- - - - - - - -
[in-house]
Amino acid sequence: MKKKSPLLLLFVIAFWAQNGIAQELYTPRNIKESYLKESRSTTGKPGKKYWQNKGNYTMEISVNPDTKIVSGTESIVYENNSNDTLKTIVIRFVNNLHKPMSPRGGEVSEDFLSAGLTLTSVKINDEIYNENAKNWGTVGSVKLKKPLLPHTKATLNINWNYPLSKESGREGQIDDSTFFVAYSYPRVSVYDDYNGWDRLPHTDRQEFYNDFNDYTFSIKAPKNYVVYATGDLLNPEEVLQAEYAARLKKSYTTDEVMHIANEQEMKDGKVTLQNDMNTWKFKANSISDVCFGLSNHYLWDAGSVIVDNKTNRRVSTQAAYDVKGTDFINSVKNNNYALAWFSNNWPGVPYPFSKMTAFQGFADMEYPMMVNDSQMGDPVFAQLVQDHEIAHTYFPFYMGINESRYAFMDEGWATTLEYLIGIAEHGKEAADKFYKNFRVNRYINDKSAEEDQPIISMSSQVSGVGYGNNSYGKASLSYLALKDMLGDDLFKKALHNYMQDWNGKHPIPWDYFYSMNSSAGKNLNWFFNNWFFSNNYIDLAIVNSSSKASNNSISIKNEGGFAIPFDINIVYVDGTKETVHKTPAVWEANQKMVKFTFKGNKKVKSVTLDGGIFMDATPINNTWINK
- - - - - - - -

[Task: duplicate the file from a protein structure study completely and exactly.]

[in-house]
Amino acid sequence: MKKKSPLLLLFVIAFWAQNGIAQELYTPRNIKESYLKESRSTTGKPGKKYWQNKGNYTMEISVNPDTKIVSGTESIVYENNSNDTLKTIVIRFVNNLHKPMSPRGGEVSEDFLSAGLTLTSVKINDEIYNENAKNWGTVGSVKLKKPLLPHTKATLNINWNYPLSKESGREGQIDDSTFFVAYSYPRVSVYDDYNGWDRLPHTDRQEFYNDFNDYTFSIKAPKNYVVYATGDLLNPEEVLQAEYAARLKKSYTTDEVMHIANEQEMKDGKVTLQNDMNTWKFKANSISDVCFGLSNHYLWDAGSVIVDNKTNRRVSTQAAYDVKGTDFINSVKNNNYALAWFSNNWPGVPYPFSKMTAFQGFADMEYPMMVNDSQMGDPVFAQLVQDHEIAHTYFPFYMGINESRYAFMDEGWATTLEYLIGIAEHGKEAADKFYKNFRVNRYINDKSAEEDQPIISMSSQVSGVGYGNNSYGKASLSYLALKDMLGDDLFKKALHNYMQDWNGKHPIPWDYFYSMNSSAGKNLNWFFNNWFFSNNYIDLAIVNSSSKASNNSISIKNEGGFAIPFDINIVYVDGTKETVHKTPAVWEANQKMVKFTFKGNKKVKSVTLDGGIFMDATPINNTWINK